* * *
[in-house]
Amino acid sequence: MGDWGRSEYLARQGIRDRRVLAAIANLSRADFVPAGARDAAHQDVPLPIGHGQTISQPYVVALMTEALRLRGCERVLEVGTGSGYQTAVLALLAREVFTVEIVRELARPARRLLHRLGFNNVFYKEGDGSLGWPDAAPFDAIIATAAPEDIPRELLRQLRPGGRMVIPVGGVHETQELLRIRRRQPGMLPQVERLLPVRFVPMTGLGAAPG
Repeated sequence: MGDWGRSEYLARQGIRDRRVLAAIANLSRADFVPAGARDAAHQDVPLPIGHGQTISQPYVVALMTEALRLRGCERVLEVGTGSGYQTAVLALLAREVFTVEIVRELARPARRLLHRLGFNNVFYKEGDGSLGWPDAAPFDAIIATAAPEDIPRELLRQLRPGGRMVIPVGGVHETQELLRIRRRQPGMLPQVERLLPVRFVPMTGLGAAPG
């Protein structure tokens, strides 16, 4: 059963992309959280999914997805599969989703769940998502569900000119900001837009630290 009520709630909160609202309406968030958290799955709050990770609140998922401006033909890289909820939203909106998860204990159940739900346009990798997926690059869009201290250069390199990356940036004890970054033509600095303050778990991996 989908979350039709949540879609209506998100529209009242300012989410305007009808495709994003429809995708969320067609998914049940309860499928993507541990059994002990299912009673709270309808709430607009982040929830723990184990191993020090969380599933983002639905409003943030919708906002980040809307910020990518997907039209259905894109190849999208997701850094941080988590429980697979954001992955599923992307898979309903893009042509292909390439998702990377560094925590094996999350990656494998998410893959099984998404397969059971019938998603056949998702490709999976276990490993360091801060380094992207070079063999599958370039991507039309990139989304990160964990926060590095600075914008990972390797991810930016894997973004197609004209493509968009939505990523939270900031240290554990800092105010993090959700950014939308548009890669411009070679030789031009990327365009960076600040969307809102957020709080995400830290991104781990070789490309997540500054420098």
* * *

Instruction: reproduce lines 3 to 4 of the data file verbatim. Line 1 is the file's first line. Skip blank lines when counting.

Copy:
Repeated sequence: MGDWGRSEYLARQGIRDRRVLAAIANLSRADFVPAGARDAAHQDVPLPIGHGQTISQPYVVALMTEALRLRGCERVLEVGTGSGYQTAVLALLAREVFTVEIVRELARPARRLLHRLGFNNVFYKEGDGSLGWPDAAPFDAIIATAAPEDIPRELLRQLRPGGRMVIPVGGVHETQELLRIRRRQPGMLPQVERLLPVRFVPMTGLGAAPG
């Protein structure tokens, strides 16, 4: 059963992309959280999914997805599969989703769940998502569900000119900001837009630290 009520709630909160609202309406968030958290799955709050990770609140998922401006033909890289909820939203909106998860204990159940739900346009990798997926690059869009201290250069390199990356940036004890970054033509600095303050778990991996 989908979350039709949540879609209506998100529209009242300012989410305007009808495709994003429809995708969320067609998914049940309860499928993507541990059994002990299912009673709270309808709430607009982040929830723990184990191993020090969380599933983002639905409003943030919708906002980040809307910020990518997907039209259905894109190849999208997701850094941080988590429980697979954001992955599923992307898979309903893009042509292909390439998702990377560094925590094996999350990656494998998410893959099984998404397969059971019938998603056949998702490709999976276990490993360091801060380094992207070079063999599958370039991507039309990139989304990160964990926060590095600075914008990972390797991810930016894997973004197609004209493509968009939505990523939270900031240290554990800092105010993090959700950014939308548009890669411009070679030789031009990327365009960076600040969307809102957020709080995400830290991104781990070789490309997540500054420098």